Planta Med 2020; 86(12): 822-857
DOI: 10.1055/a-1158-4529
Biological and Pharmacological Activity

Volatile Antimicrobial Agents and In Vitro Methods for Evaluating Their Activity in the Vapour Phase: A Review

Marketa Houdkova
Department of Crop Sciences and Agroforestry, Czech University of Life Sciences Prague, Prague, Czech Republic
Ladislav Kokoska
Department of Crop Sciences and Agroforestry, Czech University of Life Sciences Prague, Prague, Czech Republic
› Author Affiliations
Supported by: Czech University of Life Sciences Prague IGA 20195003


This review summarizes data on the in vitro antimicrobial effectiveness of volatile agents of plant origin and in vitro methods for evaluating their activity in the vapour phase. As a result of literature analysis, the antimicrobial efficacy of vapours from 122 different plant species and 19 pure compounds examined in 61 studies using different in vitro tests against a broad spectrum of microorganisms was identified and summarized. In addition, 11 different techniques found in the literature are described in detail. An original classification of methods based on the solid and liquid matrix volatilization principle is proposed because carrier medium/matrix selection is crucial for the volatilization of any agents tested. This review should be useful for medicinal, pharmaceutical, food, and agricultural experts working in areas related to the management of infectious diseases (especially respiratory and skin infections), food preservation (active packaging), and protection of agriculture products (controlled atmosphere). It may also stimulate the interest of pharmaceutical, cosmetic, food, and agriculture industries in the research and development of new antimicrobial agents of natural origin. Since several original apparatuses previously developed for antimicrobial susceptibility testing in the vapour phase are described in this review, labware manufacturers may also be interested in this topic. The review also provides specific guidelines and recommendations for researchers studying the antimicrobial activity of volatile agents. The article will therefore appeal to communities of industrial stakeholders, pharmacists, physicians, food experts, agriculturists, and researchers in related areas such as pharmacology, medicinal chemistry, microbiology, natural product chemistry, food preservation and plant protection.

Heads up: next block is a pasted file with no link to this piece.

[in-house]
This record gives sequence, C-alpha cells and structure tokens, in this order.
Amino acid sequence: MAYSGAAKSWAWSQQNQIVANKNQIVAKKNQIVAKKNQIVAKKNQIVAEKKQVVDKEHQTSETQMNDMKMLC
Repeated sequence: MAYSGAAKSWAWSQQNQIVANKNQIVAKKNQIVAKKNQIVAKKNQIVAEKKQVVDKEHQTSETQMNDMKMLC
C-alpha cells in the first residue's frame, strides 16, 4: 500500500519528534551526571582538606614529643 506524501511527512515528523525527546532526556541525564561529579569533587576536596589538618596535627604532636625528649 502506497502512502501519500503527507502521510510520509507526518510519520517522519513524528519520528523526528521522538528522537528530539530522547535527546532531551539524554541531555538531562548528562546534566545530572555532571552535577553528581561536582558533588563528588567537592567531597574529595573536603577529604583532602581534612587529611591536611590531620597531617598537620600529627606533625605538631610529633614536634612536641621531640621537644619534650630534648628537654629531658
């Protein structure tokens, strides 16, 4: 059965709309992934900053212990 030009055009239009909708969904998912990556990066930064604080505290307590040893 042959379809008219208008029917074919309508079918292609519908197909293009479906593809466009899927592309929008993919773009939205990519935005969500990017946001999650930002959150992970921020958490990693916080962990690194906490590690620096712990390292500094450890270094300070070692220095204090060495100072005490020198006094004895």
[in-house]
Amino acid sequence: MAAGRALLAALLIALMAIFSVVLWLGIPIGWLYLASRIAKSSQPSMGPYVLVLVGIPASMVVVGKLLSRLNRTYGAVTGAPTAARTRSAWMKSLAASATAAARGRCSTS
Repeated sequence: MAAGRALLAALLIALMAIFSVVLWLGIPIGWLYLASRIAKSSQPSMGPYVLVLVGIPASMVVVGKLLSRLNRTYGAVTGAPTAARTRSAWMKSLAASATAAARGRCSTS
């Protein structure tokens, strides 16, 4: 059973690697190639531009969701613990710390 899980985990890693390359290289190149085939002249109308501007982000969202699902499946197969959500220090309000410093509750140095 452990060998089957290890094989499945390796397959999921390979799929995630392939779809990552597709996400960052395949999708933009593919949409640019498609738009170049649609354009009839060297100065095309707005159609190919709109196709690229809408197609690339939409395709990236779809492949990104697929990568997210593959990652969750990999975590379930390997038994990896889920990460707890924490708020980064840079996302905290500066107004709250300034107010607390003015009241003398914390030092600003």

Publication History

Received: 08 November 2019

Accepted after revision: 14 April 2020

Publication Date:
25 May 2020 (online)

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